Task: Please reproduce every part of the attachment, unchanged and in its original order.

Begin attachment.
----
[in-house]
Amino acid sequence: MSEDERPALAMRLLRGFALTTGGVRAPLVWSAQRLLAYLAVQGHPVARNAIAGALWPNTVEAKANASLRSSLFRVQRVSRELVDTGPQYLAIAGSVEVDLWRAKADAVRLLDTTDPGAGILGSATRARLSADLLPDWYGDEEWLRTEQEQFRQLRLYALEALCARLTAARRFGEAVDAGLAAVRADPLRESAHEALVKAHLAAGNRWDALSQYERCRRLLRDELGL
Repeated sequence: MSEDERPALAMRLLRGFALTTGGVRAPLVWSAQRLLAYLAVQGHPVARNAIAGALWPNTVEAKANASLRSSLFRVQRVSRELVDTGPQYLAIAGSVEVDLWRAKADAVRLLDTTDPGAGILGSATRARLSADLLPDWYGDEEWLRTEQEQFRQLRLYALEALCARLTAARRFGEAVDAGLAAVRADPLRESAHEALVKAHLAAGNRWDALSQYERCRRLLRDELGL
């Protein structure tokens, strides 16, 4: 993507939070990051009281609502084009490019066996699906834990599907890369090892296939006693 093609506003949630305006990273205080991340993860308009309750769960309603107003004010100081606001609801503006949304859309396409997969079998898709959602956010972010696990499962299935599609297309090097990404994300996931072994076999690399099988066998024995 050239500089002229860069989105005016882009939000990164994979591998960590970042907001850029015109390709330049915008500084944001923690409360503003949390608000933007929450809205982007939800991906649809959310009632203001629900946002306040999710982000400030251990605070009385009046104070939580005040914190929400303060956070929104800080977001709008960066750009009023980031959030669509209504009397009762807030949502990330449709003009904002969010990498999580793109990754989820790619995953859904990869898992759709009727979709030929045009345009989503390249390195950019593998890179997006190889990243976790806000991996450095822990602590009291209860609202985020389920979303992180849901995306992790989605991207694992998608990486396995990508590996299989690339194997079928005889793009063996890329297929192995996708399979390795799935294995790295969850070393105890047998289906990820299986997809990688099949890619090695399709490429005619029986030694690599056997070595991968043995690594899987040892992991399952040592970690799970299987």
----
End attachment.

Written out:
[in-house]
Amino acid sequence: MSEDERPALAMRLLRGFALTTGGVRAPLVWSAQRLLAYLAVQGHPVARNAIAGALWPNTVEAKANASLRSSLFRVQRVSRELVDTGPQYLAIAGSVEVDLWRAKADAVRLLDTTDPGAGILGSATRARLSADLLPDWYGDEEWLRTEQEQFRQLRLYALEALCARLTAARRFGEAVDAGLAAVRADPLRESAHEALVKAHLAAGNRWDALSQYERCRRLLRDELGL
Repeated sequence: MSEDERPALAMRLLRGFALTTGGVRAPLVWSAQRLLAYLAVQGHPVARNAIAGALWPNTVEAKANASLRSSLFRVQRVSRELVDTGPQYLAIAGSVEVDLWRAKADAVRLLDTTDPGAGILGSATRARLSADLLPDWYGDEEWLRTEQEQFRQLRLYALEALCARLTAARRFGEAVDAGLAAVRADPLRESAHEALVKAHLAAGNRWDALSQYERCRRLLRDELGL
């Protein structure tokens, strides 16, 4: 993507939070990051009281609502084009490019066996699906834990599907890369090892296939006693 093609506003949630305006990273205080991340993860308009309750769960309603107003004010100081606001609801503006949304859309396409997969079998898709959602956010972010696990499962299935599609297309090097990404994300996931072994076999690399099988066998024995 050239500089002229860069989105005016882009939000990164994979591998960590970042907001850029015109390709330049915008500084944001923690409360503003949390608000933007929450809205982007939800991906649809959310009632203001629900946002306040999710982000400030251990605070009385009046104070939580005040914190929400303060956070929104800080977001709008960066750009009023980031959030669509209504009397009762807030949502990330449709003009904002969010990498999580793109990754989820790619995953859904990869898992759709009727979709030929045009345009989503390249390195950019593998890179997006190889990243976790806000991996450095822990602590009291209860609202985020389920979303992180849901995306992790989605991207694992998608990486396995990508590996299989690339194997079928005889793009063996890329297929192995996708399979390795799935294995790295969850070393105890047998289906990820299986997809990688099949890619090695399709490429005619029986030694690599056997070595991968043995690594899987040892992991399952040592970690799970299987």